Maryse Bernard www.twitter.com/MaryseVictoria
I arrived at Congress 2013 feeling intimidated. With a title like “Canada’s largest academic gathering,” it was difficult not to be. Its history of bringing together some of our country’s most innovative thinkers across a wide range of disciplines (Margaret Atwood last year—seriously?), only added to the pressure. Freshly graduated with a BA in writing, I had been hired to cover some of the events for the Federation’s blog. As the impressive conference approached, I prayed to the journalism gods that I was up for the challenge.
All things considered, I still don’t think I grasped the magnitude of Congress until it began. 7000 attendees were expected at the University of Victoria, and that number nearly hit a thousand more. Renowned scholars such as George Dyson and Joy Kogawa mingled with the general public. I watched the sleepy summer-campus transform: the quad flooded with a diverse all-ages crowd, artisan booths, food stands, and outdoor concerts. In the media room, newspaper clippings of Congress coverage spread across the wall as the days went by. Publications ranged from local Victoria news sources like the Times Colonist, to the National Post. The Wall Street Journal even included an international press release of the occasion.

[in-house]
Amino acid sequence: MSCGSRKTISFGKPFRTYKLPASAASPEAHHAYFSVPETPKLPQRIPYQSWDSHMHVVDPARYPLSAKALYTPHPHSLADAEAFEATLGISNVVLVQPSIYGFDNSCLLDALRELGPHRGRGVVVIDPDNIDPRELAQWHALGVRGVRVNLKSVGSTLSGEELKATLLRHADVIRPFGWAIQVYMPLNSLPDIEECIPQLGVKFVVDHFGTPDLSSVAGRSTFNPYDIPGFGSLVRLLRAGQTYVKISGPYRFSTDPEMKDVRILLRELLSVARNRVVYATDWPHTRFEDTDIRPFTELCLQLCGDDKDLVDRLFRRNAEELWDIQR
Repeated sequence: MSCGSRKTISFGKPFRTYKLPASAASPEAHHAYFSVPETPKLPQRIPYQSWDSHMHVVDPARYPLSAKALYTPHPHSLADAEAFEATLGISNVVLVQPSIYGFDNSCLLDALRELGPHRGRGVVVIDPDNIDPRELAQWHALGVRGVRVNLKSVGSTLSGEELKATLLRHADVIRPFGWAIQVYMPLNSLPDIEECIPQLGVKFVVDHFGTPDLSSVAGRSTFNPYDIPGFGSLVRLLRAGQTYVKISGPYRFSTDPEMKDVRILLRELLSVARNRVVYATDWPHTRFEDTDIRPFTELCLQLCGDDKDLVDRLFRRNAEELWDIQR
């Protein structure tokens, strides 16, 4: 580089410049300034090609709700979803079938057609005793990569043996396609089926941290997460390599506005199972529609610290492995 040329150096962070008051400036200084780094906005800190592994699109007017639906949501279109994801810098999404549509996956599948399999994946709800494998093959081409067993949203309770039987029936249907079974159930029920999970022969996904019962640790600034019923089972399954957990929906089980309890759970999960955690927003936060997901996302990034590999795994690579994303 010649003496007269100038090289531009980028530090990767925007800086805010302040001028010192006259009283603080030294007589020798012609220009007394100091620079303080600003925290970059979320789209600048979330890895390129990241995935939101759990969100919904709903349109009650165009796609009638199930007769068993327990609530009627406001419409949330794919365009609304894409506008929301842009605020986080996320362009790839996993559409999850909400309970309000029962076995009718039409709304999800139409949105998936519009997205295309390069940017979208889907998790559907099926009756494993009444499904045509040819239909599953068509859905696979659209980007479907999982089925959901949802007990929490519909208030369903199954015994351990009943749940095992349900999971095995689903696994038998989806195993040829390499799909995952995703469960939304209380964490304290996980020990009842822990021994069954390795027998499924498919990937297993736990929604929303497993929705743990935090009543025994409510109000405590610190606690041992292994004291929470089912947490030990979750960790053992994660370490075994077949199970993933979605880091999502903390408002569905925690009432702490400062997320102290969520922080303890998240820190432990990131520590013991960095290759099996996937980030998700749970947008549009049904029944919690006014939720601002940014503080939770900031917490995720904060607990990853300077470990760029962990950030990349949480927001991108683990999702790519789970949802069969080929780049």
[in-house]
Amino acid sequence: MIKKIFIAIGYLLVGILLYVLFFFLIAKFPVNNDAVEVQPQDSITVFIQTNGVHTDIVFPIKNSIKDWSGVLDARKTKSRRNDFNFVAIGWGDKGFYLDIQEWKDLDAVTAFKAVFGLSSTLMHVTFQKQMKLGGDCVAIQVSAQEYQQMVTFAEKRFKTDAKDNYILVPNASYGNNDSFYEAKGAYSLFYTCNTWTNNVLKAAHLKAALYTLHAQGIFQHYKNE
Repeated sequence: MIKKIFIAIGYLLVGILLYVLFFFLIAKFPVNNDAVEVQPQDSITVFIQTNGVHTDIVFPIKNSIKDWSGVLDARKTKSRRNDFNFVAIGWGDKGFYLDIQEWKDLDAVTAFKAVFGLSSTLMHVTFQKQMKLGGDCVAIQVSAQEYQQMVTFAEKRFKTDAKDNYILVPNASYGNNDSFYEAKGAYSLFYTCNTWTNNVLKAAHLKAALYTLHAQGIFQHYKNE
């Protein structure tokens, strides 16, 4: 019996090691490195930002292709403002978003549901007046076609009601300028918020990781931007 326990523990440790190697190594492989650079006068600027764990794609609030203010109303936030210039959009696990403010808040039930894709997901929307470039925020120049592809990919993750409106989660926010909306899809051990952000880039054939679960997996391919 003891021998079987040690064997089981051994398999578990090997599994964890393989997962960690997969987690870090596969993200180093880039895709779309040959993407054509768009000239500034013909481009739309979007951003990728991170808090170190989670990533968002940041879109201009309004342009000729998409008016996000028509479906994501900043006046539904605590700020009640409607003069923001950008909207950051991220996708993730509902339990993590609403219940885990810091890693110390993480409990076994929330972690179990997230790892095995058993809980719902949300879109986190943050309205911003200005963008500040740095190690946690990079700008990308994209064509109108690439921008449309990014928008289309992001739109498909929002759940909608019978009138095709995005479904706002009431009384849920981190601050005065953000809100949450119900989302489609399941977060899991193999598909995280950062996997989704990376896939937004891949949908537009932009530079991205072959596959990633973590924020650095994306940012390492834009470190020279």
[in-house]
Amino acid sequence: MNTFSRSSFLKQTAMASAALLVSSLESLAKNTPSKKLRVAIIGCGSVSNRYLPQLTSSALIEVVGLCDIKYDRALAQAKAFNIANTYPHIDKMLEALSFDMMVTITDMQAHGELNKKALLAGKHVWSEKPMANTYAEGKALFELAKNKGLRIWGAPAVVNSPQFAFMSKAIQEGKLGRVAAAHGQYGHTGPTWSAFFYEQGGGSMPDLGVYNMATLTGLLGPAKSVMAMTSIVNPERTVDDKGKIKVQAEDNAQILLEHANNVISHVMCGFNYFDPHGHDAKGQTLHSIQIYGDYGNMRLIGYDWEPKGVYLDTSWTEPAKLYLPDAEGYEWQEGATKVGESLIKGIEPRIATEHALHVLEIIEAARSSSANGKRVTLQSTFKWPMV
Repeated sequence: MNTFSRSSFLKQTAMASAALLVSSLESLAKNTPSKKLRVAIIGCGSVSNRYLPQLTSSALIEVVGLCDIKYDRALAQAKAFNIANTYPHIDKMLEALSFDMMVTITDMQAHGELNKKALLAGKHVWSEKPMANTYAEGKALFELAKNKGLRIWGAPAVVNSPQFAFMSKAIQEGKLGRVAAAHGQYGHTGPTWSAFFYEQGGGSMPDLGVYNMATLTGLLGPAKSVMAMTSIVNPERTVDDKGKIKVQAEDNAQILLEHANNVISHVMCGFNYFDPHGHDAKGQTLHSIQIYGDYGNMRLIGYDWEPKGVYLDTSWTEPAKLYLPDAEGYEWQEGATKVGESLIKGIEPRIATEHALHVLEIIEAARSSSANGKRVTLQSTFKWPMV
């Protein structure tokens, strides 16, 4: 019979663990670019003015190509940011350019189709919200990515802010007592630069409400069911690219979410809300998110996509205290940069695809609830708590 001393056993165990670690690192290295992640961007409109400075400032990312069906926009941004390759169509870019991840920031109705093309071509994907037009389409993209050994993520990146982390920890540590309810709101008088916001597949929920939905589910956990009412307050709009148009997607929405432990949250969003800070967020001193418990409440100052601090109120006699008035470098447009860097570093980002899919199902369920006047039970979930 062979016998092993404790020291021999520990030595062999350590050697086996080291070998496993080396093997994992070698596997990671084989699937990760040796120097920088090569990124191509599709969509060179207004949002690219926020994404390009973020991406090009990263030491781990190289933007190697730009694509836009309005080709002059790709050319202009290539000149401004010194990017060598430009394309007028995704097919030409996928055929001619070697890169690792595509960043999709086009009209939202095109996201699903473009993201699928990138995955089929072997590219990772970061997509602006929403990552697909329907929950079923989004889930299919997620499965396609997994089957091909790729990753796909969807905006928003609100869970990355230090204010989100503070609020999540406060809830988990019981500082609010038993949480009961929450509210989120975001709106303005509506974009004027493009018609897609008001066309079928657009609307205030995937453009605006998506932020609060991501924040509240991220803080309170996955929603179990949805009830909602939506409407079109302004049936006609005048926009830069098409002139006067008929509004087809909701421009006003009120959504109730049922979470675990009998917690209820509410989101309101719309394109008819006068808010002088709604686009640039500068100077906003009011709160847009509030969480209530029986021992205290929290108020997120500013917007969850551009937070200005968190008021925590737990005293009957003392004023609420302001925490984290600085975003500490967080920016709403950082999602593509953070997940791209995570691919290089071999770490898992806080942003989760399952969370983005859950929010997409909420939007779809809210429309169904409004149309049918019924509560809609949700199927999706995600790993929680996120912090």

UVic President David Turpin compared Congress’ size and preparation to the 1994 Victoria Commonwealth Games. It became clear that this was a monumental event in our city’s history.
Despite its prestigious reputation and the renowned scholars assembled from nearly 70 associations, we young bloggers were welcomed with nothing but genuine respect - part of the team from the moment we stepped into the media room. Congress 2013’s warm environment reflected this year’s theme of “@ the edge": a strong sense of inclusivity and the acceptance of diversity resonated everywhere on the campus grounds.
Reflecting upon last week’s whirlwind of stimulating ideas and conversations, I’m already in Congress-withdrawal. The opportunities for positive change and furtherance of our society left me inspired. For my final blog, I’d like to take an informal approach and look back on some of my favorite moments "@ the edge". Aside from the eclectic events I covered, here’s a list of personal highlights:
1. Honouring the Community’s First Peoples
Our beautiful UVic campus stands on the traditional territory of the Coast Salish and Straits Salish peoples. Throughout Congress, I was glad to have their community recognized at the start of each event.